Now that you’ve made Perfect Roast Chicken, you’ve got a picked-clean chicken carcass. Don’t throw it out; make your own chicken stock! It’s incredibly easy (and gluten free), saves money, and tastes way better than store-bought broth.
If you don’t have time to make stock right away, just toss the carcass and giblets in a zip-top bag and refrigerate the whole thing for a day or two (or freeze) until you’re ready.
1 chicken carcass (plus raw giblets if you have them)
Optional but really good: A couple of onion wedges, a couple of celery stalks with leafy tops, and/or a couple of carrots, cut into large chunks
5-6 whole peppercorns
1 dried bay leaf
- Place the chicken carcass, plus giblets if you have them, in a pot. If possible, add a few vegetable chunks (including celery stalk leaves, which have a ton of flavor). Toss in a few peppercorns, too, and maybe a dried bay leaf. Add enough water to cover—depending on the size of your pot, that’ll be around 8-12 cups.
- Bring the pot to a rolling boil. I don’t mean just starting to bubble; I mean really rolling. Here’s what that looks like:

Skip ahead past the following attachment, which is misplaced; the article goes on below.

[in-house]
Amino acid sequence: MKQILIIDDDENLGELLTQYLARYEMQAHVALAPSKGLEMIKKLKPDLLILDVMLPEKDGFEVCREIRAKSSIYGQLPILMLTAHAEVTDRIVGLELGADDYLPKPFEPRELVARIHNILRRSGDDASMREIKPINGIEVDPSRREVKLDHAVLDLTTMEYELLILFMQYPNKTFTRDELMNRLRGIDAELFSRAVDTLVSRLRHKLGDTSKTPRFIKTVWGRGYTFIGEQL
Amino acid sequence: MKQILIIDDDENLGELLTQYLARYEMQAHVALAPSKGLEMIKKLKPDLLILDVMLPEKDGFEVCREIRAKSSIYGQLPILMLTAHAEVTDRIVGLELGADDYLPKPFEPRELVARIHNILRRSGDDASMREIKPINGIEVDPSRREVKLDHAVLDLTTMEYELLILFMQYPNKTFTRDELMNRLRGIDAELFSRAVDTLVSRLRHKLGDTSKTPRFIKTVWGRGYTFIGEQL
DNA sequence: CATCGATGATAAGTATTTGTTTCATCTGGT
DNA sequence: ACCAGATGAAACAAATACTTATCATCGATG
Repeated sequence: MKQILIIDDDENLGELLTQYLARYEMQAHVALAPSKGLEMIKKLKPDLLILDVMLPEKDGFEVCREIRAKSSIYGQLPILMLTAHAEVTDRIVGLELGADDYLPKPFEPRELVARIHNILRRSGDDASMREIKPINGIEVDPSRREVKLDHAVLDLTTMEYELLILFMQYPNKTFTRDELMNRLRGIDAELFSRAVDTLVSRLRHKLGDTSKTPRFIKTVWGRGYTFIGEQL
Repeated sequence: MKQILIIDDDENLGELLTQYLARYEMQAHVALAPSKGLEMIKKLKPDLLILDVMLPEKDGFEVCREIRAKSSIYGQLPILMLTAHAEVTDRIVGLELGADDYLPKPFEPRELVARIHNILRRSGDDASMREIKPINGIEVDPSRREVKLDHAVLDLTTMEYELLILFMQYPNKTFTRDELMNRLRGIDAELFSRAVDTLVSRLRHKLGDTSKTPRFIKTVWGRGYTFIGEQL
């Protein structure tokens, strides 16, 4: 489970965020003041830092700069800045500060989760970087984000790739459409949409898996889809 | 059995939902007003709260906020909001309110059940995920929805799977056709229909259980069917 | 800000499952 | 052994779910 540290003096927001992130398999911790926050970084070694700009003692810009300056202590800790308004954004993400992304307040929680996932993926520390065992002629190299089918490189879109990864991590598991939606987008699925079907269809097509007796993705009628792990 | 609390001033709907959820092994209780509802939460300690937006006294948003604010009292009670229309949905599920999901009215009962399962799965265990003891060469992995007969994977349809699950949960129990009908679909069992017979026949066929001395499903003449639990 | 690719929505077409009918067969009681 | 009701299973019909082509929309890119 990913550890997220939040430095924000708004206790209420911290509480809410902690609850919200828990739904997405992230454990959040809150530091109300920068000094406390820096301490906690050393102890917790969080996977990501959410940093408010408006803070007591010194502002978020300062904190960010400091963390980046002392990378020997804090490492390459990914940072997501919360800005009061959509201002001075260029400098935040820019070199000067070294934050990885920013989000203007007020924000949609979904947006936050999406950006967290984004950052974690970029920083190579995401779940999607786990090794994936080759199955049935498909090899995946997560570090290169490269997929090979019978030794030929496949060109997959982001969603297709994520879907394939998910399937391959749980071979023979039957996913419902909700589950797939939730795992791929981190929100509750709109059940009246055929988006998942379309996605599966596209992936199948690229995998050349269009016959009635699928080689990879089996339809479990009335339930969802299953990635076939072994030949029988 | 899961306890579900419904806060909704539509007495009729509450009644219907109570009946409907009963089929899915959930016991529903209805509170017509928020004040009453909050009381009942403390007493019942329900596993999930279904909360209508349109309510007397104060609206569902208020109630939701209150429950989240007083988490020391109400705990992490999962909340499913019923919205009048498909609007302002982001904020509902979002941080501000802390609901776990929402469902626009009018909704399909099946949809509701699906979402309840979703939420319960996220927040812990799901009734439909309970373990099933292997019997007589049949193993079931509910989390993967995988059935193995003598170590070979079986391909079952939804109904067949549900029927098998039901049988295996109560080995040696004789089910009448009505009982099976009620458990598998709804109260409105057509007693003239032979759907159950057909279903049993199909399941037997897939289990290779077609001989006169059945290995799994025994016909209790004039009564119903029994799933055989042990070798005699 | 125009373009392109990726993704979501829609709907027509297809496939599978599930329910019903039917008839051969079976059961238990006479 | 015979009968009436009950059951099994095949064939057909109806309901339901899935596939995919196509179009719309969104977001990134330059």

- Reduce heat to low, cover partially, and simmer for 1-2 hours. Let cool completely.
- Strain the stock into a bowl or large measuring cup. I measure out 4 cups (32 ounces) at a time, the amount in a typical store-bought box of chicken broth. Compost the solids; all their flavor is now infused into the water.
- Pour cooled stock into containers. I usually use gallon-size zip-top bags, which store easily and defrost quickly (see below). Simply fill and seal bags, stack flat on a rimmed baking sheet lined with a dish towel, and freeze until solid. Once frozen, you can stack the bags horizontally or vertically in your freezer. Of course you can also pour stock into a plastic or glass container and freeze or refrigerate. Whatever you do, label the containers with the amount.
To defrost stock that’s in a zip-top bag, lay it flat in a sink with warm-hot water, replenishing as it cools. Because of its large surface area, the liquid will defrost much more quickly than stock that’s frozen a huge block.
Easy, right? And free! Use it to make flavorful soups, sauces, and cooked grains.